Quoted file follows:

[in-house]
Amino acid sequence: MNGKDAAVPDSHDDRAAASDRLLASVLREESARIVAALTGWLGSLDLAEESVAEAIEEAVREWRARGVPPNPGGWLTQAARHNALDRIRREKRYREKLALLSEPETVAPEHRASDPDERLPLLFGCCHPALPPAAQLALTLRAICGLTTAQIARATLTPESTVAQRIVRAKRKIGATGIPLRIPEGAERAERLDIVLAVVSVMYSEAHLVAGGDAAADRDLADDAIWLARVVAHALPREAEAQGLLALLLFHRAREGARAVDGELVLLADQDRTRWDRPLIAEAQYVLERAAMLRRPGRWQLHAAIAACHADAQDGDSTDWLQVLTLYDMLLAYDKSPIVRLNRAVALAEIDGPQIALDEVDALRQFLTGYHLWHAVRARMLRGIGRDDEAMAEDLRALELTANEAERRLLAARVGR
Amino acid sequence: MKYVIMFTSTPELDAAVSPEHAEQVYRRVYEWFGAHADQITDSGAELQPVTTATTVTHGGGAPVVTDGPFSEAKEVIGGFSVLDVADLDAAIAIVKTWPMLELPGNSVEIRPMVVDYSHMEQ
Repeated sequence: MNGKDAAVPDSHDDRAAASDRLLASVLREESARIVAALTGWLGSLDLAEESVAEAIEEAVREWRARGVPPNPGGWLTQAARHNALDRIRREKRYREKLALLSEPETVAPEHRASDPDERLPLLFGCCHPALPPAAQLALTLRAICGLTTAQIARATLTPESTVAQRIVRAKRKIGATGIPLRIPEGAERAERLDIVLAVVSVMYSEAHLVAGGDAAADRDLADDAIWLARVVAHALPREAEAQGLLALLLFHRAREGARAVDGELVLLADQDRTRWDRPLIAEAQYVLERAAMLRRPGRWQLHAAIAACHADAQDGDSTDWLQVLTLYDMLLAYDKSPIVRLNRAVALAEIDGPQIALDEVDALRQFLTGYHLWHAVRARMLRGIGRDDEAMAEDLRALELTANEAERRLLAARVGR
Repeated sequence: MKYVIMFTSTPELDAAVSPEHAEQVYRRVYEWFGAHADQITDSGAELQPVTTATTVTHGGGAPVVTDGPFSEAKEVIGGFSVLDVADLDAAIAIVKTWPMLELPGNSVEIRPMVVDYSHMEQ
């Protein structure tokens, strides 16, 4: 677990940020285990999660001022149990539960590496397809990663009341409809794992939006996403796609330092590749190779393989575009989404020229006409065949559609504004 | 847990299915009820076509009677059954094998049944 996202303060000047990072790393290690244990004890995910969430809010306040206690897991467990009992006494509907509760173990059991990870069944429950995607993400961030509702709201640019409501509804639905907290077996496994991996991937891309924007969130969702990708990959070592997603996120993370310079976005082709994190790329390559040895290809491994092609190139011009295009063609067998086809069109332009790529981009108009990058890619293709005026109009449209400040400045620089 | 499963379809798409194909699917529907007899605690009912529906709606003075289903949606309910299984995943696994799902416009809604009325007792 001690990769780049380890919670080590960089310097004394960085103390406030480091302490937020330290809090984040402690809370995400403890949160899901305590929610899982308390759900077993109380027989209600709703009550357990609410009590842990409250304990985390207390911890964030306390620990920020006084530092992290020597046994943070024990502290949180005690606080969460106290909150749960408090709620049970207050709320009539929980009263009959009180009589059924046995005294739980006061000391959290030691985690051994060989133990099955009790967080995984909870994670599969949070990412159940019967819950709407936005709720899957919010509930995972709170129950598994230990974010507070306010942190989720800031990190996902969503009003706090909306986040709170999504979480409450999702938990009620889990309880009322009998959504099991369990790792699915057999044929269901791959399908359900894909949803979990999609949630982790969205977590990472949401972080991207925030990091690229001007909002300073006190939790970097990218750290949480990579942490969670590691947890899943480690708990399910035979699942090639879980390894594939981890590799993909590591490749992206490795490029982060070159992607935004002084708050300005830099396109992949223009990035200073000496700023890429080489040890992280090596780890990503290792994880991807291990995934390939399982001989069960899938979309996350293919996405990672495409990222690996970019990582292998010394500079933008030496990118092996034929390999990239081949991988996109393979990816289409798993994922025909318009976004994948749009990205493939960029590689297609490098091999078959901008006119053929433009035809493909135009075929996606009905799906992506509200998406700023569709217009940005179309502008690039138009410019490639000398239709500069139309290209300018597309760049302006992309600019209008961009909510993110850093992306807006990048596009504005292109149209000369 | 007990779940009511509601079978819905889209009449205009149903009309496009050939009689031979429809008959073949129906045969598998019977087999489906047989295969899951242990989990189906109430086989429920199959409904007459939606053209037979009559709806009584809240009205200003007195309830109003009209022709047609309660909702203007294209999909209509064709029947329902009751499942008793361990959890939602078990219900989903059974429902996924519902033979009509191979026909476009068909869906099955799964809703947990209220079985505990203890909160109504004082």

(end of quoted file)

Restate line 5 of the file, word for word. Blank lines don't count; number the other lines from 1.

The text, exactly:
Repeated sequence: MKYVIMFTSTPELDAAVSPEHAEQVYRRVYEWFGAHADQITDSGAELQPVTTATTVTHGGGAPVVTDGPFSEAKEVIGGFSVLDVADLDAAIAIVKTWPMLELPGNSVEIRPMVVDYSHMEQ